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refund applied to 2019

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Hi guys!

I am amending a tax return. They received a refund on the original, but it was applied to next year. They owe money with the amended return. Do you think she should send a check for what is owed with the amended or can I write in the explanation to net it with what was applied from the original return? 

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Paying with the amended return is the quickest way to stop interest from accruing, so that alone is enough for me to choose that option.  Also, I think Murphy's Law will be in full force on the other option, and it won't be as easy as it sounds.  That said, I have no experience with trying to get IRS to shift a payment to a prior year, just a strong feeling that it won't go as smoothly as it should, and you'll be wasting time on it in the future.

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We just had a similar situation, with original return refund applied to 2019.  The amended return was sent in without payment, and with a request to lower the 2019 carry-forward.  The client immediately got a bill.  My partner called the IRS and was told that they cannot change the carry-forward amount.  That sounds bone-stupid to me (they HAVE the money already, after all), so it may be worth another call for us to see if we can get someone with a better clue to answer the call.  

My partner now has a far-better understanding of why I detest applying refunds to the next year.  One mess up (in this case, our elderly client misplaced a consolidated 1099 and since she was new - and newly widowed - we had no prior history to question her on), and now you have two years involved in the mess.

I'd just have the client pay it - and watch like a hawk, next year, to be certain the IRS doesn't lower the carry-forward anyway.

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I too have never had any luck in reducing a co to a amended return bill. Therefore I now have all amended returns pay up if balance due. I also have had issues where I asked for an amended refund be rolled and dang-it IRS sent check. Go figure.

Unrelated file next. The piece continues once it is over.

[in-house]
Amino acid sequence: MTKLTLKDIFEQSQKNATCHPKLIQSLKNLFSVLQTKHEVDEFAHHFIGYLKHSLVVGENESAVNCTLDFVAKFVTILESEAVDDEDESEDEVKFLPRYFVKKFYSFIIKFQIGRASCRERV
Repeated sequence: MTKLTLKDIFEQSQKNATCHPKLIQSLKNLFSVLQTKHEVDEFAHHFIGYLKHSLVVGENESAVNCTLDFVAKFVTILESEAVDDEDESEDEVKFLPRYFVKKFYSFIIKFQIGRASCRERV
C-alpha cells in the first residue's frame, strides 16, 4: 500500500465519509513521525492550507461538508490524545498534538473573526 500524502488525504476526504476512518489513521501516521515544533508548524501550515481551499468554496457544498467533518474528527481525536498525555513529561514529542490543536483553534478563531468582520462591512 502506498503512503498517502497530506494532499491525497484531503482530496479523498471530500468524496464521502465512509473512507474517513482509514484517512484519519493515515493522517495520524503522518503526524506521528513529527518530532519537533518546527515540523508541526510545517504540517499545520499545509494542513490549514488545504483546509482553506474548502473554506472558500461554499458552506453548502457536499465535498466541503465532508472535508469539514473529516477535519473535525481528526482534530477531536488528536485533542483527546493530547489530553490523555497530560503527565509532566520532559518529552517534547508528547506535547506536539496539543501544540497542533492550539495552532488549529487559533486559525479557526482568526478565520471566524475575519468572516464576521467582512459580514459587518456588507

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1 hour ago, Catherine said:

The client immediately got a bill.  My partner called the IRS and was told that they cannot change the carry-forward amount. 

So they can take the money when they correct the return but they can't take the money when the taxpayer amends the return? That sounds like an amazingly well thought out system essentially designed to generate interest for the government.

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1 hour ago, Roberts said:

That sounds like an amazingly well thought out system essentially designed to generate interest for the government.

I see I am not the only cynic amongst the crowds here...  lol.  Who's that Jeopardy game show host?  "Alex, I'll take the float for $8,000, please!"

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The carry forward payment is set iin stone.   There is one exception.  The IRS will offset it to past taxes due.

Payments made to past due years can be changed.  In one case the client had to lower their balance due to $50K, to meet the Streamlined Inst. Agreement requirement. A $20K payment was made with the instructions to apply it to a certain year.    The IRS applied it to a year that was about to expire.   We were able to  got that payment moved to an earlier year, which save the client $20K on theri tax bill.

 

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Have any of you had problems with client sending the payment with the amended return only to have it refunded later because they have nothing to pin it to?  Then get a bill for the amount due when they finally get around to posting the amended return?  These has happened several times for me, so much so that I don't have client send in the payment but rather have them wait till they get the bill.

I have even had a couple where the amended return shows a refund and instead my client got a bill.  Back when IRS would actually talk to you we were able to get it straightened out when the agent saw that a number had been dropped when they keyed in the amended information.  They made the correction on the spot and client did receive his refund.

Close to two years ago I did an amended were the client owed a little over 300.  Because of my past problems I suggested not sending in a payment and a few weeks later he received a refund check of over 6,000.  To this day we still have a descrepency, but I believe the client is going to pay just to get them off his back.  What a mess!  And the sad thing is the clients sometimes think it's on our end, but I rechecked everything and I was right, but again I believe a miss keyed figure was the blame.

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